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A Rose by Any Other Spelling…Is Not a Rose

It’s something of a curse to care about correct spelling and word usage. It’s like the proverbial fingernails on the blackboard to see words misused…especially by those with college degrees. I once received an email note from a woman with a Ph.D. after her name that said, “Your welcome.”

The explosion of social media has only made matters worse. Writing in a hurry seems to be an excuse for carelessness. Remember when Sarah Palin’s use of “refudiate” on Twitter caused a stir? Then she claimed to be in a league with Shakespeare, who actually did know how to use — and expand — the English language.

You may be writing in a hurry, but readers will peruse your words at their leisure. If they see a typo or misspelling, it could lower their opinion of you by a notch or two. Then, instead of enhancing your credibility as you’d hoped, your expertise may actually be called into question.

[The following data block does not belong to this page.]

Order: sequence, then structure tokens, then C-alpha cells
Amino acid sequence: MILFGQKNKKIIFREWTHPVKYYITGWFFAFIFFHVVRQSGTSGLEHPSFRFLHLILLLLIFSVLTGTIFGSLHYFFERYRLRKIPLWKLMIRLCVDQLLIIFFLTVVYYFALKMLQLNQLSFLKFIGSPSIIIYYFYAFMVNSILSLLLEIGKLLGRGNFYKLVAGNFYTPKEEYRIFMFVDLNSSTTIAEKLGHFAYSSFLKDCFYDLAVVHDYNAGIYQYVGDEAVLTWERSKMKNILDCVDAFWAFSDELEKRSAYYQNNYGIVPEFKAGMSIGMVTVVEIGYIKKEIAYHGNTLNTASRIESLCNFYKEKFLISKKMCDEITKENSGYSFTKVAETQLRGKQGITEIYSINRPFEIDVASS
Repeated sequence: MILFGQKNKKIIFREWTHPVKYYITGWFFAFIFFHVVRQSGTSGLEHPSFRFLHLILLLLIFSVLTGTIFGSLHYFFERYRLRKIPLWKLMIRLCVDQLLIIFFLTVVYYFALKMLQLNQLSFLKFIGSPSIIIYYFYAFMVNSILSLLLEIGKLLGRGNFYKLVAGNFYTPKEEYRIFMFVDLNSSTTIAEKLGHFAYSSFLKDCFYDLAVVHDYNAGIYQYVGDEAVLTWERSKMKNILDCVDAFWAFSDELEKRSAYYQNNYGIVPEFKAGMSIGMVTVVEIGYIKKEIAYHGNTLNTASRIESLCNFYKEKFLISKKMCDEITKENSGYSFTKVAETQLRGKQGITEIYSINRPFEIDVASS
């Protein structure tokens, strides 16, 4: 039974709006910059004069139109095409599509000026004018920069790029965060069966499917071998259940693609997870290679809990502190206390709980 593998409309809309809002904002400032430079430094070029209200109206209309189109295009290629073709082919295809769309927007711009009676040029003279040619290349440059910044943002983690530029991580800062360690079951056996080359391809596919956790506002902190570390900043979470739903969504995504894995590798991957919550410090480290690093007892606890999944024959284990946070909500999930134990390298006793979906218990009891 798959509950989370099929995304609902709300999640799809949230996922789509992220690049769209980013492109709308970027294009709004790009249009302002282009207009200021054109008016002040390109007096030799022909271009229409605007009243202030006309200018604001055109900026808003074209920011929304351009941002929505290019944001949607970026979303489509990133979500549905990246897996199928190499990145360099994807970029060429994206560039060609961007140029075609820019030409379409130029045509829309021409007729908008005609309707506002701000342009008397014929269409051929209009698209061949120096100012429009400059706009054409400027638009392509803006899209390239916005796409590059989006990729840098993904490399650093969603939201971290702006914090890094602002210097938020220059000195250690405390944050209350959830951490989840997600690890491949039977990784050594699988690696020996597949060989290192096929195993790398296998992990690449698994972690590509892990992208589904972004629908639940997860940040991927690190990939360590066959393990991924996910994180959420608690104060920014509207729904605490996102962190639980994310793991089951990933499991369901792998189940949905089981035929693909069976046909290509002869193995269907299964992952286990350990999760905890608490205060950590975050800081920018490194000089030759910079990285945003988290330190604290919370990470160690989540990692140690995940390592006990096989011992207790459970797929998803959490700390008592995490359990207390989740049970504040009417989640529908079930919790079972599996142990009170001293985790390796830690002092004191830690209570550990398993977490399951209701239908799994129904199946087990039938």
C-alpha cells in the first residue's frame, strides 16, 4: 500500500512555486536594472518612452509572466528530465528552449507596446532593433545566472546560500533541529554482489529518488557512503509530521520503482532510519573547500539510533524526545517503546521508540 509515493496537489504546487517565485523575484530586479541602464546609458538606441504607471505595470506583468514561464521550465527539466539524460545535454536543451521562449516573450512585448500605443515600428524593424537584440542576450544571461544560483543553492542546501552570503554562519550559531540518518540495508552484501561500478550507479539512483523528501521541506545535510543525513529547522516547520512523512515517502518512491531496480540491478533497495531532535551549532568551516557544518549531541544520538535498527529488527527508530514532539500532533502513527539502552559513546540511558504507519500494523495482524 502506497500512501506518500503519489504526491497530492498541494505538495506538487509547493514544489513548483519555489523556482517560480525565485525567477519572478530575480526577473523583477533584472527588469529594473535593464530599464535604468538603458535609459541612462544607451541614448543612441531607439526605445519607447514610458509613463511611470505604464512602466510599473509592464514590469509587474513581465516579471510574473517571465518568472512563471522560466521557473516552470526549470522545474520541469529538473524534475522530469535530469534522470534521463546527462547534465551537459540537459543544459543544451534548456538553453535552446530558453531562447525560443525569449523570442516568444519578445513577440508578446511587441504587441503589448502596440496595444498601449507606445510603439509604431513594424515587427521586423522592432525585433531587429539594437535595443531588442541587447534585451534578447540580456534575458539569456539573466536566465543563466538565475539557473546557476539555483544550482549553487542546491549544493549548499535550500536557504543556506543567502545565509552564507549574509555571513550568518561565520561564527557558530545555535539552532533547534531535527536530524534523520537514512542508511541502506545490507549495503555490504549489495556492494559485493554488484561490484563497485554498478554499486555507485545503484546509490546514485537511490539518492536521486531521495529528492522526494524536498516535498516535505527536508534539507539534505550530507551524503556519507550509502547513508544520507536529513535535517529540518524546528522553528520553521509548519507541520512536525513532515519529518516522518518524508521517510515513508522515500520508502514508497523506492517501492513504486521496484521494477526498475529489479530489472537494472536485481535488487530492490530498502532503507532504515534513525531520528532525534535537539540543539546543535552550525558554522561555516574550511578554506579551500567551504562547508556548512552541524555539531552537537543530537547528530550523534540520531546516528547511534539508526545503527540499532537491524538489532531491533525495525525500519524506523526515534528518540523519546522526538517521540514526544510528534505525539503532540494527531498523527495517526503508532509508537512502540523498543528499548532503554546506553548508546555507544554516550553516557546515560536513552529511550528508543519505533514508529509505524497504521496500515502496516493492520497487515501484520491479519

Following are some of the words and phrases I’ve seen misused recently in social media, print publications and in books (with the wrong usage in parentheses):

“principal concern” (not “principle”)
“go its own way” (not “it’s”)
“a tenet of belief” (not “tenant”)
“taking some flak” (not “flack”)
“led” (past tense of “lead”)
“whose idea” (not “who’s)
“impostor” (not “imposter”)
“all right” (“alright” is never correct)
“fireplace mantel” (not “mantle”)
“rite of passage” (not “right”)
“someone with flair” (not “flare”)
“real trouper” (not “trooper”)
“had a big effect” (not “affect”)
“straitjacket” (not “straightjacket”)
“The Smiths” (not “Smith’s)

My biggest pet peeve, though, is seeing “everyday” used when it should be “every day.” Nearly “every day” (two words) I see an example of major companies misusing the word(s).  When you mean “every single day,” it’s two words. When you mean “ordinary,” it’s one word, as in:

“She wears her everyday clothes almost every day.”

The good thing is that companies still need to hire professional writers like me to edit and proof their writing. After all, a rose by any other spelling (“rows”?) could be misunderstood.

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